An accident in which a train travelling at 84mph crashed into a fallen tree was ‘totally preventable’, a rail union claimed.
The passenger train was “horrendously” damaged after it struck a tree which had fallen across the track at Broughty Ferry amid heavy rain and winds brought by Storm Gerrit on December 28.
ASLEF, the rail drivers union, told STV News that a member of the public called Network Rail’s control centre, which is outsourced in Milton Keynes, to report that the tree had fallen from their garden onto the railway line.
The union claimed it took the control centre more than ten minutes to contact their Scottish counterparts and that it also took them seven times to get through.
Kevin Lindsay, ASLEF’s Scottish organiser said: “This is an accident that was totally preventable, it’s just negligence on behalf of Network Rail and their contractors.
“I think it’s scandalous, it’s not that long ago I was standing talking about the horrific events at Carmont. Here we have another HST train involved in a crash which could have led to loss of life to the train driver and passengers.
“That is not acceptable and Network Rail needs to be held accountable.”
The driver received minor injuries as a result of the accident. The driving cab of the train was heavily damaged, disabling the train and requiring its passengers to be evacuated.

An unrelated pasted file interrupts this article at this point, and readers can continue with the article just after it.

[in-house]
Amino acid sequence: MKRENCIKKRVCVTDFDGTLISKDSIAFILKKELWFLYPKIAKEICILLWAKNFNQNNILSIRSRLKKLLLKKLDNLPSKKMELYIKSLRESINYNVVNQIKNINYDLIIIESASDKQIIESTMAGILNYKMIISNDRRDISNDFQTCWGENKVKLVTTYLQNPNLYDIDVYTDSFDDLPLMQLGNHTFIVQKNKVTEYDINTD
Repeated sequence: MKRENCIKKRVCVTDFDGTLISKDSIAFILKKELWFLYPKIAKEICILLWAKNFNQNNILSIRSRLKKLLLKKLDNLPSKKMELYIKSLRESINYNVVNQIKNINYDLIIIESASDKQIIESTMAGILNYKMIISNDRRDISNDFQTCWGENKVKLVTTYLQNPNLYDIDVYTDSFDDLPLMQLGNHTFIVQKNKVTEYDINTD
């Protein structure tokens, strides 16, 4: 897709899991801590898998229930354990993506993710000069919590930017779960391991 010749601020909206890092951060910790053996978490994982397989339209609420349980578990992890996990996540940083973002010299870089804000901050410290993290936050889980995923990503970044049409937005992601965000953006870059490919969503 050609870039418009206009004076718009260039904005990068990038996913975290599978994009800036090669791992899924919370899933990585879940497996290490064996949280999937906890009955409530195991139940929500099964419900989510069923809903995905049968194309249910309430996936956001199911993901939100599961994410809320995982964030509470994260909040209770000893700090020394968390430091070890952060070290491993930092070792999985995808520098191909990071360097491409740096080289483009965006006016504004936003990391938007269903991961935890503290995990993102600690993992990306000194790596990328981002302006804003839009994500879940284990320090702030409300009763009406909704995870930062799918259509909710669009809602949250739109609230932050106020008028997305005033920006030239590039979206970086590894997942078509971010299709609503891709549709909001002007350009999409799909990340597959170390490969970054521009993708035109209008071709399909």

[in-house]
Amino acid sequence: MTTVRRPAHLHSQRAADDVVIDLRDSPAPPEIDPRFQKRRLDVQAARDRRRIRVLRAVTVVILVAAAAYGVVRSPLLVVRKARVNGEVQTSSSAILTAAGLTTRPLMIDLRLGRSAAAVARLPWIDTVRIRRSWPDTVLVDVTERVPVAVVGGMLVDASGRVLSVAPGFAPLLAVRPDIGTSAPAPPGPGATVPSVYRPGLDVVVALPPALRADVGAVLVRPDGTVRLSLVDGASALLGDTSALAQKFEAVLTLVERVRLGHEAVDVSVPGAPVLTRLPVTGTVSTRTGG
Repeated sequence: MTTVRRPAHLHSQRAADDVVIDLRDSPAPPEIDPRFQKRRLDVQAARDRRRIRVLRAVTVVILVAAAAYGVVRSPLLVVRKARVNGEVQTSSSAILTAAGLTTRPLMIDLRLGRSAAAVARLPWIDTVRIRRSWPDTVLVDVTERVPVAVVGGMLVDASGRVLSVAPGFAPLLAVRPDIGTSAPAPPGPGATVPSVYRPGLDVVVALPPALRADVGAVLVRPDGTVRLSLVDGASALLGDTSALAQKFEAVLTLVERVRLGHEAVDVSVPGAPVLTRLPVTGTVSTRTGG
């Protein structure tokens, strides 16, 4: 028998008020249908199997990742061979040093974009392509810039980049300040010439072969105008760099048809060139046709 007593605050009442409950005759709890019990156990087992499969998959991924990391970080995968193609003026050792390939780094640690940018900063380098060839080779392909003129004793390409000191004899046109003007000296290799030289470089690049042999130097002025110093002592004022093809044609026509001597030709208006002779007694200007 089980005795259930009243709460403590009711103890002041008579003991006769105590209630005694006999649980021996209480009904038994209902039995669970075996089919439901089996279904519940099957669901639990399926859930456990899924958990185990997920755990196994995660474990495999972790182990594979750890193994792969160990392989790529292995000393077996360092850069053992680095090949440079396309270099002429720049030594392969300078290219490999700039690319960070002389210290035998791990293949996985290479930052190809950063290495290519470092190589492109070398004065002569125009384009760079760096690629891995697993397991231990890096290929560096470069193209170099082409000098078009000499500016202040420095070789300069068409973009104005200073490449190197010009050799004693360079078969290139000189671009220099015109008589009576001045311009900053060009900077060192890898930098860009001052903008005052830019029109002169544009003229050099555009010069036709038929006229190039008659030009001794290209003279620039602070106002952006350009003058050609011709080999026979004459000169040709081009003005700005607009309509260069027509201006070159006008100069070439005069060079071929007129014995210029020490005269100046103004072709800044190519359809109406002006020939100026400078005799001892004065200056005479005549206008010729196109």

An investigation is currently under way by the Rail Accident Investigation Branch into the incident.
A Network Rail spokesperson said: “Safety is our top priority and we invest millions each year in our trackside to remove vegetation and other risks to the railway.
“We are working with the Rail Accident Investigation Branch to provide all available information to support their investigation and are leading a separate industry review of the incident with partners from across Scotland’s Railway.
“We are grateful to members of the public who report potential issues on the railway and would continue to encourage anyone who spots a safety concern to contact our 24-hour helpline on 0345 711 4141.”
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